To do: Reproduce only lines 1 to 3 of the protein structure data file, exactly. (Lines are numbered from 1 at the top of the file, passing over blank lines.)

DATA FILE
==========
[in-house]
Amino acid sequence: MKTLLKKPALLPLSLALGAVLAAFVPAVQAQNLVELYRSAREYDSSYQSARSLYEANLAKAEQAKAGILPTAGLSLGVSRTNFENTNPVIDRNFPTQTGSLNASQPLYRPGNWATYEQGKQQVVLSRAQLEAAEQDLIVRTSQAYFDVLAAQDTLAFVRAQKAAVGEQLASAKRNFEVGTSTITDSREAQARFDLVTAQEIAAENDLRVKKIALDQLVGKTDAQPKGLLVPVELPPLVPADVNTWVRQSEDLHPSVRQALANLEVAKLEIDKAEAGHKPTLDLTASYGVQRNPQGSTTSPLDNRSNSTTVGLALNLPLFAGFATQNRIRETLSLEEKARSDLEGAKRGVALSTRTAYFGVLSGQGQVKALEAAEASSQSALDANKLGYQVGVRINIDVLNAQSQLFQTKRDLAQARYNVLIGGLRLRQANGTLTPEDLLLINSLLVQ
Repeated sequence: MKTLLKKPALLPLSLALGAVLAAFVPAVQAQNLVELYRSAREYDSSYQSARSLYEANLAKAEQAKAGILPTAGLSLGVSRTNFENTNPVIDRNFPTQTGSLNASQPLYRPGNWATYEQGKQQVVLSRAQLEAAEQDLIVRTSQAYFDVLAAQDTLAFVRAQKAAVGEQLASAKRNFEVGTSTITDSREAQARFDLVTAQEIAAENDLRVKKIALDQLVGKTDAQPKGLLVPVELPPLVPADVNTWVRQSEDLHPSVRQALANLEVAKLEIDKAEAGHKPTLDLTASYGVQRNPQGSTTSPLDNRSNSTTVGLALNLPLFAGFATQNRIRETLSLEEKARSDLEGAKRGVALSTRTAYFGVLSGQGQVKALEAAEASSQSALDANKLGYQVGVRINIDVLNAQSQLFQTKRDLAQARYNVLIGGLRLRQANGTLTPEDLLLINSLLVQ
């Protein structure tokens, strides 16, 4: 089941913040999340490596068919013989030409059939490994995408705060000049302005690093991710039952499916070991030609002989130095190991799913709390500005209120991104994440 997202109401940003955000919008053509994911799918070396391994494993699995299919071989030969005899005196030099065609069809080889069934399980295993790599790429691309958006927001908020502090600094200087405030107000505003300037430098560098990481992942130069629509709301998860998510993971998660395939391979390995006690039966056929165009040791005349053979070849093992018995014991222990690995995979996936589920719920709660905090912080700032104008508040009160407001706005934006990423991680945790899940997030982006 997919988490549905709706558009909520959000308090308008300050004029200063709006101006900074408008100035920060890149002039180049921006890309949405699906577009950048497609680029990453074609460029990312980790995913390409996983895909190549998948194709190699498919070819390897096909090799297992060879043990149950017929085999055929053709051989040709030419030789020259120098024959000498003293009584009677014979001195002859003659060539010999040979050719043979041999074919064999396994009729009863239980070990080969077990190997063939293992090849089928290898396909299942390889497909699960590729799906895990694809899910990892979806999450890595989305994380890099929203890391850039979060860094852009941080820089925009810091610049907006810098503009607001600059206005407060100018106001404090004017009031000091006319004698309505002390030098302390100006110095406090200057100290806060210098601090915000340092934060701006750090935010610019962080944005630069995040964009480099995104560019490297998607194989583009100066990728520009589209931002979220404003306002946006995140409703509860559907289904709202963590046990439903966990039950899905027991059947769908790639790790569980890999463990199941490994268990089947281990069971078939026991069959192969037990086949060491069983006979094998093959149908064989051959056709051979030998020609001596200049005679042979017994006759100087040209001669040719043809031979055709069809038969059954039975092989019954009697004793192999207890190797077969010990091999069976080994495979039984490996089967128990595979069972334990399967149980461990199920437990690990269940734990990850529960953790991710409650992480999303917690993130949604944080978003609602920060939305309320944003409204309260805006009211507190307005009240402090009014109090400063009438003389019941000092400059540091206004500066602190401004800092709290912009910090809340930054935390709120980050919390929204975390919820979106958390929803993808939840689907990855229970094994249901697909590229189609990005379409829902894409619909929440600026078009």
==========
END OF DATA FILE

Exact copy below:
[in-house]
Amino acid sequence: MKTLLKKPALLPLSLALGAVLAAFVPAVQAQNLVELYRSAREYDSSYQSARSLYEANLAKAEQAKAGILPTAGLSLGVSRTNFENTNPVIDRNFPTQTGSLNASQPLYRPGNWATYEQGKQQVVLSRAQLEAAEQDLIVRTSQAYFDVLAAQDTLAFVRAQKAAVGEQLASAKRNFEVGTSTITDSREAQARFDLVTAQEIAAENDLRVKKIALDQLVGKTDAQPKGLLVPVELPPLVPADVNTWVRQSEDLHPSVRQALANLEVAKLEIDKAEAGHKPTLDLTASYGVQRNPQGSTTSPLDNRSNSTTVGLALNLPLFAGFATQNRIRETLSLEEKARSDLEGAKRGVALSTRTAYFGVLSGQGQVKALEAAEASSQSALDANKLGYQVGVRINIDVLNAQSQLFQTKRDLAQARYNVLIGGLRLRQANGTLTPEDLLLINSLLVQ
Repeated sequence: MKTLLKKPALLPLSLALGAVLAAFVPAVQAQNLVELYRSAREYDSSYQSARSLYEANLAKAEQAKAGILPTAGLSLGVSRTNFENTNPVIDRNFPTQTGSLNASQPLYRPGNWATYEQGKQQVVLSRAQLEAAEQDLIVRTSQAYFDVLAAQDTLAFVRAQKAAVGEQLASAKRNFEVGTSTITDSREAQARFDLVTAQEIAAENDLRVKKIALDQLVGKTDAQPKGLLVPVELPPLVPADVNTWVRQSEDLHPSVRQALANLEVAKLEIDKAEAGHKPTLDLTASYGVQRNPQGSTTSPLDNRSNSTTVGLALNLPLFAGFATQNRIRETLSLEEKARSDLEGAKRGVALSTRTAYFGVLSGQGQVKALEAAEASSQSALDANKLGYQVGVRINIDVLNAQSQLFQTKRDLAQARYNVLIGGLRLRQANGTLTPEDLLLINSLLVQ